Boundaries of pathology: Removing a crazy person
From: Rob Sandelin (floriferousmsn.com)
Date: Thu, 18 Apr 2002 15:25:02 -0600 (MDT)
In a community once I watched a meeting where a person jumped to his feet,
faced flushed, and in a loud angry voice, shouted at another person saying
something like: You are SUCH a huge *&^%ing asshole! I will not tolerate a
&^%$ing jerk like you around here!.

Whoaaaaaaaa. This was a very personal attack on another person. The room was
electricified and stunned. The facilitator crumbled, the angry man stomped
out of the room, after shaking his fist at the other, and the meeting broke
apart with some intense energy. Everybody got up and left...Except for me,
my host, and the person to whom the diatribe had been directed.

The man was moving his body in such a way I thought he was crying, but to my
surprise and astonishment it turns out he was laughing! I could not overcome
my astonishment and I went over to him, and asked him, are you all right?
He looked up, smiled broadly and said he had never been better. My feeling
of total bewilderment must have shown on my face because he then explained.
That person just said and did, what almost everyone else wanted to say...To
HIM! In a week, he will be gone, and we will all breath easier. We have been
dealing with outbursts like that for a year now. That was his last outburst,
he will asked to leave tonight after the council meeting....After several
conversations with other community members it was clear that the person was
very  unbalanced and in need of therapy that the group could not provide.

The point of this story, is that sometimes people get into a community who
really are in need of therapy. They have large emotional or mental problems
which the group can not heal, and often can't cope with either. It is way
beyond the charter of most communities to deal with peoples pathology. And
these people can very well destroy a community if you let them, or tie you
up in huge emotional knots. But only if you let them.

Cohousing with its community familial feeling can attract some pretty needy
people and a occasionally somebody with real problems.  Groups really get
tangled up when they run into a seriously  dysfunctional person because they
seldom ever put into place any kind of structure to deal with it. We all
assume, hey we are all basically OK and we just need to work around the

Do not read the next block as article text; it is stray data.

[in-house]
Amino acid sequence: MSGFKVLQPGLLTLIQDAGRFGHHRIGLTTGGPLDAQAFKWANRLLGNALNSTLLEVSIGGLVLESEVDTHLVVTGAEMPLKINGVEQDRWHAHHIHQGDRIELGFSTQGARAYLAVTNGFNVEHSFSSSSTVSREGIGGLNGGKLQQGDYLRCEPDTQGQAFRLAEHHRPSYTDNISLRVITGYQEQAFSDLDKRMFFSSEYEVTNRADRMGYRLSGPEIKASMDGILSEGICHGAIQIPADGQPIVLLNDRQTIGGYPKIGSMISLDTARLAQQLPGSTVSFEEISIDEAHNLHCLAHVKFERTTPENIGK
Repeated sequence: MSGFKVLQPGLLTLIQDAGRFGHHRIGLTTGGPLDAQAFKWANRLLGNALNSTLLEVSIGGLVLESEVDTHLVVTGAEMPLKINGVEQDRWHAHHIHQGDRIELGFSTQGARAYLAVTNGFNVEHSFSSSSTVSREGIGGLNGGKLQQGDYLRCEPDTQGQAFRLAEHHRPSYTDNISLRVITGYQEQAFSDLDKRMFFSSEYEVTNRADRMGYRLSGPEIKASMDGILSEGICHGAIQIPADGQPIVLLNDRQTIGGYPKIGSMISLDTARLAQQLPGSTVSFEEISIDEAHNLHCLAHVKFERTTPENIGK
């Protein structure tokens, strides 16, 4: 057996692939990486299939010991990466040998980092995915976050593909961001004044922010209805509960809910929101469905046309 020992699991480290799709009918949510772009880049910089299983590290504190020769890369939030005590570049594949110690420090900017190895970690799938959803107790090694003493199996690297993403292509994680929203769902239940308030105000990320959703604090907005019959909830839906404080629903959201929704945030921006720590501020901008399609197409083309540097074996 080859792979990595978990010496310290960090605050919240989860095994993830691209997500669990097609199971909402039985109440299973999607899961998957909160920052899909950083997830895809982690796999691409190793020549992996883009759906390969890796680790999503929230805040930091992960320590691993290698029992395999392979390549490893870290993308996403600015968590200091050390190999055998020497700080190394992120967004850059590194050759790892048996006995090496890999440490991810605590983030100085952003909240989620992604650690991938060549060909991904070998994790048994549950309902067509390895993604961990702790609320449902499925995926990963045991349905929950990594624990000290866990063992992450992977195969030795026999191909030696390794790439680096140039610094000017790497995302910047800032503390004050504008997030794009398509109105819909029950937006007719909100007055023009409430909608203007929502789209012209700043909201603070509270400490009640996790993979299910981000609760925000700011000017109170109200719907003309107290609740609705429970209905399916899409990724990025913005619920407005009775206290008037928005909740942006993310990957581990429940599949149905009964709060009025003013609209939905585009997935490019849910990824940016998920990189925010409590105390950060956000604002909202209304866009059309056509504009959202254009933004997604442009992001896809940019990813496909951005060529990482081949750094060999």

edges a little bit.  And so, when serious  dysfunction shows up, groups are
more or less held emotional hostage. When you get a seriously abusive or
mentally ill person in your group, it's very important for your own safety
and well being to talk about the behaviors and how the group will deal with
them.

Of course, how do you define the line between idiosyncratic behavior or poor
group skills and serious dysfunction? That is sometimes a hard call. I have
met lots of odd characters, most communities have at least one. Almost every
cohousing group I have ever visited had some person who drove the rest of
the group to grind their teeth.  Heck, I can be pretty odd myself sometimes.
But pathology usually has a pattern, and over time this pattern becomes
obvious. And the best thing to do about it, is to get together and openly
discuss the behaviors which  cause problems. There are lots of formats to do
this in where people can focus on actions and consequences of actions. Or
get professional help.  A therapist cohousers once told me that seriously
dysfunctional people leave behind them a trail of unhappiness which could be
healed if people knew what was going on and how to deal with it.

I have heard of more than a dozen  situations in cohousing groups where
extreme behaviors indicated a seriously dysfunctional person. In almost all
of them, that person was eventually removed from the group. So, ask
yourself, if a really dysfunctional person moves in and disrupts  our
community, what will we do? It appears to happen more frequently than I
would have thought.

Rob Sandelin
Sharingwood
www.sharingwood.org  where we have our issues, but nobody currently is too
weird.
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